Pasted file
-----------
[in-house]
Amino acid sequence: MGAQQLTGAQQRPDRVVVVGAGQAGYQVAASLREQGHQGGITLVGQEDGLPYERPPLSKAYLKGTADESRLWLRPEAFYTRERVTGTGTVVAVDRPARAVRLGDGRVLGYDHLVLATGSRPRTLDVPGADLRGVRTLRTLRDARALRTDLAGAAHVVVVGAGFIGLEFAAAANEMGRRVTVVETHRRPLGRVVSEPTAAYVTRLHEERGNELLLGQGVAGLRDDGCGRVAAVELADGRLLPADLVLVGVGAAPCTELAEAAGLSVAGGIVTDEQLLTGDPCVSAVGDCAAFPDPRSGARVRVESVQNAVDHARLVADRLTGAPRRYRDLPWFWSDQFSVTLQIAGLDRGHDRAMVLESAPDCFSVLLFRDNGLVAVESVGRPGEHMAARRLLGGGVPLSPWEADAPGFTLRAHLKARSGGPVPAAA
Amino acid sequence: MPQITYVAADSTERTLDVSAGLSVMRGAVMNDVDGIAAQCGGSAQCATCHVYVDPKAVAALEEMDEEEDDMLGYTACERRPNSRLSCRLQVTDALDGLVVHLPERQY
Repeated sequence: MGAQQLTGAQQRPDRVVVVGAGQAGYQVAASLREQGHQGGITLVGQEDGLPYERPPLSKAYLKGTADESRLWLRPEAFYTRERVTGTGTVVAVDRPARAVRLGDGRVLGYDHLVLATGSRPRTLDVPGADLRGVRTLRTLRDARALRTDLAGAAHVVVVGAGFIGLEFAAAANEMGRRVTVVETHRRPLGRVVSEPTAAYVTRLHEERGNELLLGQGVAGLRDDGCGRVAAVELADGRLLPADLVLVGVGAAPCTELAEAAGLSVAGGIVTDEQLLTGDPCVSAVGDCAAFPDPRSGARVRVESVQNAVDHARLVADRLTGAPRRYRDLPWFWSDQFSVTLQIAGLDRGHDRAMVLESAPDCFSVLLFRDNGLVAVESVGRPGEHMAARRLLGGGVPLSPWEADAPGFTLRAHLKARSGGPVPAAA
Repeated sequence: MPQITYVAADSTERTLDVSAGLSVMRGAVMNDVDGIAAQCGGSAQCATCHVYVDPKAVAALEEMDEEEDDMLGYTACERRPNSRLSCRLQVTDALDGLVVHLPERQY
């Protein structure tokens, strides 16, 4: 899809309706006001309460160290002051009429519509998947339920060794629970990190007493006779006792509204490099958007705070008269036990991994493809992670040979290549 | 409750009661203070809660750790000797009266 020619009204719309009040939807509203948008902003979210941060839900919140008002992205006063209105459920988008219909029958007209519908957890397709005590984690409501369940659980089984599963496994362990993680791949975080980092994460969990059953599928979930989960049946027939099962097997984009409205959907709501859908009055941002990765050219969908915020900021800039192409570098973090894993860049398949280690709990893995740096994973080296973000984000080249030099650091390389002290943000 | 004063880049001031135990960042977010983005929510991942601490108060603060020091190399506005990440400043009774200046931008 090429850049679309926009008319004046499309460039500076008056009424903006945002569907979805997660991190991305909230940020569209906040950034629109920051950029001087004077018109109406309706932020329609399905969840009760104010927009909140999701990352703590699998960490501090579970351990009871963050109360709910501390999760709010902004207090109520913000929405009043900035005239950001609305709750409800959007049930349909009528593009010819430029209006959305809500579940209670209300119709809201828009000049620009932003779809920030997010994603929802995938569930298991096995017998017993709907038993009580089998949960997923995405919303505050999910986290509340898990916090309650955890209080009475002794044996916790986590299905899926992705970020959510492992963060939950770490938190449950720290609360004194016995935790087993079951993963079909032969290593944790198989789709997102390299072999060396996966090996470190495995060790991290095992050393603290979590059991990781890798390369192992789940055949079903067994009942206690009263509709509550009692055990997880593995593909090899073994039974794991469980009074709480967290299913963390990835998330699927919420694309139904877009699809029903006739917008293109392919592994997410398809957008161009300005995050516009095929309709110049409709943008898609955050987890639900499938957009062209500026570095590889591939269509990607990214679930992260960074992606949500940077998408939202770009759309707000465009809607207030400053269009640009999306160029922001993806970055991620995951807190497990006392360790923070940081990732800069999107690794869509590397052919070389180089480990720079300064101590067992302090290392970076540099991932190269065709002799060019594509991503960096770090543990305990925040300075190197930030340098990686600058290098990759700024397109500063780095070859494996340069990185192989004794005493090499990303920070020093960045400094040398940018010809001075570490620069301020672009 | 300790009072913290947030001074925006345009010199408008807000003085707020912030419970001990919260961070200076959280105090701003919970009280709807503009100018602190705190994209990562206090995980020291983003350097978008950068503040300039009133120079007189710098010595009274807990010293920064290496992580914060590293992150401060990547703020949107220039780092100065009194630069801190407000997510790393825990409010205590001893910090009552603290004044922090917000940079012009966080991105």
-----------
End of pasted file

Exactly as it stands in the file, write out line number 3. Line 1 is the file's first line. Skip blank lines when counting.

Amino acid sequence: MPQITYVAADSTERTLDVSAGLSVMRGAVMNDVDGIAAQCGGSAQCATCHVYVDPKAVAALEEMDEEEDDMLGYTACERRPNSRLSCRLQVTDALDGLVVHLPERQY